The Joint Committee on the Draft Health Service Safety Investigations Bill has published its findings on the Government’s plans to establish the Health Service Safety Investigations Body (HSSIB).
The report supports the planned ‘safe space’ approach to investigating incidents where patient safety has been compromised, as this gives greater confidence to healthcare professionals in alerting authorities to potential safety problems. However, it calls on the Government to reconsider plans that would allow HSSIB to accredit NHS trusts and foundations trusts to conduct internal ‘safe space’ investigations, citing the likely conflict of interest. Instead, funding of the new body should be sufficient to allow comprehensive investigation, advice and assistance across the health network.
The report further expresses concern about the limited remit of the HSSIB, being restricted to incidents during the provision of NHS services, or at NHS premises. This does not reflect the complex interactions of health and social care services, provided by local government and private providers. HSSIB powers should allow it to investigate all aspects of the care pathway.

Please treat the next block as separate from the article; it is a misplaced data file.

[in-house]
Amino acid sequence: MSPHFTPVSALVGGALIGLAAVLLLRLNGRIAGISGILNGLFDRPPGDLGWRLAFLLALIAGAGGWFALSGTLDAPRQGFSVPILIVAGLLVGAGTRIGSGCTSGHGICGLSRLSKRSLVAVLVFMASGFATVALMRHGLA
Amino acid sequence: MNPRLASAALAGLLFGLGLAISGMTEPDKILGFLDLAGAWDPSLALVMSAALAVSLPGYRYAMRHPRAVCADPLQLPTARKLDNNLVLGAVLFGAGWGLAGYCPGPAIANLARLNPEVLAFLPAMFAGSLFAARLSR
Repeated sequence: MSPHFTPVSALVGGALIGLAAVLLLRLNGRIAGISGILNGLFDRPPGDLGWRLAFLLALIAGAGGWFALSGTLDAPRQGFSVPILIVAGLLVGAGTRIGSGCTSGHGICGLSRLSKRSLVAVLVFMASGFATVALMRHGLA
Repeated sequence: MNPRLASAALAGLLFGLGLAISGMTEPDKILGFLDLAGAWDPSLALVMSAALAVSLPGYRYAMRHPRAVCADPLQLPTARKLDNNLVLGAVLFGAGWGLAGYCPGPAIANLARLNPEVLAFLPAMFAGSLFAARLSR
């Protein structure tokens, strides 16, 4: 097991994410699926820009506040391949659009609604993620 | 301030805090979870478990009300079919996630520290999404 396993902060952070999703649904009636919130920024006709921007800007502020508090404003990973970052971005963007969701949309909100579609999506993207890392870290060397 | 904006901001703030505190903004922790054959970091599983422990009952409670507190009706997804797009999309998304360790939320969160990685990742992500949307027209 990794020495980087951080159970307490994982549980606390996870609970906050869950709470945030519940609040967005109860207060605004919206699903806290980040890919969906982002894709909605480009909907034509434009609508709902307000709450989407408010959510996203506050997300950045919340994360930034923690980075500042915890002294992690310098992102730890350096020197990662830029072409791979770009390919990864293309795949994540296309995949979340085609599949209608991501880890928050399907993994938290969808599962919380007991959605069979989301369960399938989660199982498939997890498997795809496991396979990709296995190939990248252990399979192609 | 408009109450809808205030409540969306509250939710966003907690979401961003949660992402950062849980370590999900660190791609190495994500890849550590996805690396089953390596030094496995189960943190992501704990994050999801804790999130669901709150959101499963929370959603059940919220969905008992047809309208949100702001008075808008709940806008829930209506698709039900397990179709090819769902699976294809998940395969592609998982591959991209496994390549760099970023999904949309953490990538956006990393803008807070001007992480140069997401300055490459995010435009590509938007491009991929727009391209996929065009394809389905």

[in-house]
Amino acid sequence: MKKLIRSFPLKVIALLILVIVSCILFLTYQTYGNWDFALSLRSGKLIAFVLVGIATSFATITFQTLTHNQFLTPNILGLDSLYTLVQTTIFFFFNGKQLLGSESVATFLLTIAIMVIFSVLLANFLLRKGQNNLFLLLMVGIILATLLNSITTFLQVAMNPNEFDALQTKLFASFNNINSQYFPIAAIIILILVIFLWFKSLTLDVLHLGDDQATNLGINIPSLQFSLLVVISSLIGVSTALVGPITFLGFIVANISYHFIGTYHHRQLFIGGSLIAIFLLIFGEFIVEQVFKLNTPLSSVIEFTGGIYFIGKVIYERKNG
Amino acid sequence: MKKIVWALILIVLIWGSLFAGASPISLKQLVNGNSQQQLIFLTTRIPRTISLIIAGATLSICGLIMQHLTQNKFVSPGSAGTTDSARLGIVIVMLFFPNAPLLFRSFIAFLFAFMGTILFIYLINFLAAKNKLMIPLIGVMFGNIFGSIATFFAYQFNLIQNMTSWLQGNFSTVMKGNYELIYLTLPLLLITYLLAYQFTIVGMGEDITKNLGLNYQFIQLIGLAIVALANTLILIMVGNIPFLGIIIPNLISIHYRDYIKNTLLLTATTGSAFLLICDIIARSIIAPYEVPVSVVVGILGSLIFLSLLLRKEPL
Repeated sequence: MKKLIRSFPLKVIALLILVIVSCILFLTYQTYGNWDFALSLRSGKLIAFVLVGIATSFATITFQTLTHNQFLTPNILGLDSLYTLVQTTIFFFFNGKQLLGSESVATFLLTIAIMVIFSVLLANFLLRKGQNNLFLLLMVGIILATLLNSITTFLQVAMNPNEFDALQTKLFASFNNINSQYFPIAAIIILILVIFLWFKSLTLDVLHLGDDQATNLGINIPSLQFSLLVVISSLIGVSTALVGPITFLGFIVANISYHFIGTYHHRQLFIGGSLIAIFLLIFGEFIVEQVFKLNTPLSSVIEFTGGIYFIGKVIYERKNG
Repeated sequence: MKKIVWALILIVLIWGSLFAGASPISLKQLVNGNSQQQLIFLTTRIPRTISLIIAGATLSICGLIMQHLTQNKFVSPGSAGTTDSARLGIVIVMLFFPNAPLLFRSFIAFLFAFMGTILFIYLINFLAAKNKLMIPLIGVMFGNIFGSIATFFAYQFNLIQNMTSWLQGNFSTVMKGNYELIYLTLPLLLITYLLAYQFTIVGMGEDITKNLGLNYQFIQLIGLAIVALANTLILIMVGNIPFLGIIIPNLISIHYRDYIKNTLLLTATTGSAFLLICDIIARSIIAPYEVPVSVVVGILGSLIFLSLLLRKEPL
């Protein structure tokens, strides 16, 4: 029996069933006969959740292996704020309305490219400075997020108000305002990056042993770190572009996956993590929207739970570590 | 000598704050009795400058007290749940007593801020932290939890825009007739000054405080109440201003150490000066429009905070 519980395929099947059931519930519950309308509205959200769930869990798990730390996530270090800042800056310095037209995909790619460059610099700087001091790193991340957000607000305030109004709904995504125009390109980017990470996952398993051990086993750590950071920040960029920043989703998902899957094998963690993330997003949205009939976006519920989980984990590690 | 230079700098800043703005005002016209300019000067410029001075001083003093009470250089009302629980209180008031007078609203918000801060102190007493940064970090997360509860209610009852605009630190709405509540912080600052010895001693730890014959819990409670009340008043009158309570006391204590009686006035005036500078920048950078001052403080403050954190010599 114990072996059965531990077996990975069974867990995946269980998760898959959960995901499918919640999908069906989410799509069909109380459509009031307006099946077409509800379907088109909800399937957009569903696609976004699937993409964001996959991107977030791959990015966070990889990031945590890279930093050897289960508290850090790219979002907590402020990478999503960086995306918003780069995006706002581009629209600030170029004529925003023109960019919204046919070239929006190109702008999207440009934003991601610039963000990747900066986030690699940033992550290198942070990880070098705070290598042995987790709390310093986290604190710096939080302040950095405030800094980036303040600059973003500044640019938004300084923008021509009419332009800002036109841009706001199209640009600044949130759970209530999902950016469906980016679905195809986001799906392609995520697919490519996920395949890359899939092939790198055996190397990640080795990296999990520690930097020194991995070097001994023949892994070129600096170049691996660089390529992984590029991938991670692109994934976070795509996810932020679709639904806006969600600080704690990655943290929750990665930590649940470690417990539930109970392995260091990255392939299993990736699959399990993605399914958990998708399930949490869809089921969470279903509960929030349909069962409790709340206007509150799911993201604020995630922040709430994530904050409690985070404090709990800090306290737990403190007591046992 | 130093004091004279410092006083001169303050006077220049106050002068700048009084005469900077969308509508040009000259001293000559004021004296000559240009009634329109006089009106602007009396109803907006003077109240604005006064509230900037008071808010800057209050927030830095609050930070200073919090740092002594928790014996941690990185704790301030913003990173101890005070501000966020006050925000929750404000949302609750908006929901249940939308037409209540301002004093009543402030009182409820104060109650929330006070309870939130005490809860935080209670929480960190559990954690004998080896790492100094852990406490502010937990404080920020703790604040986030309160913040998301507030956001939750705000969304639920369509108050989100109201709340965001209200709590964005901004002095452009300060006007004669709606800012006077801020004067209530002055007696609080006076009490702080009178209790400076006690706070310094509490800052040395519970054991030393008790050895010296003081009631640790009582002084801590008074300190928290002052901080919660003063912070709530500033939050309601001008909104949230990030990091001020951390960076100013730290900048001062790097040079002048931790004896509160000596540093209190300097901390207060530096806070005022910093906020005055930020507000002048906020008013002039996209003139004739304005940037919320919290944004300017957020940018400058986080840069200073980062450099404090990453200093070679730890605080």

Publishing the report, Committee Chair Sir Bernard Jenkin MP commented:
“When serious incidents take place patients have a right to find out what went wrong and staff need to feel that they can be open without being blamed or made a scapegoat. Poor quality investigations fail to address the concerns of patients, breed mistrust amongst health professionals, and do not help to make care safer. Putting the HSSIB on a statutory footing to conduct independent safety investigations will help to address each of these concerns.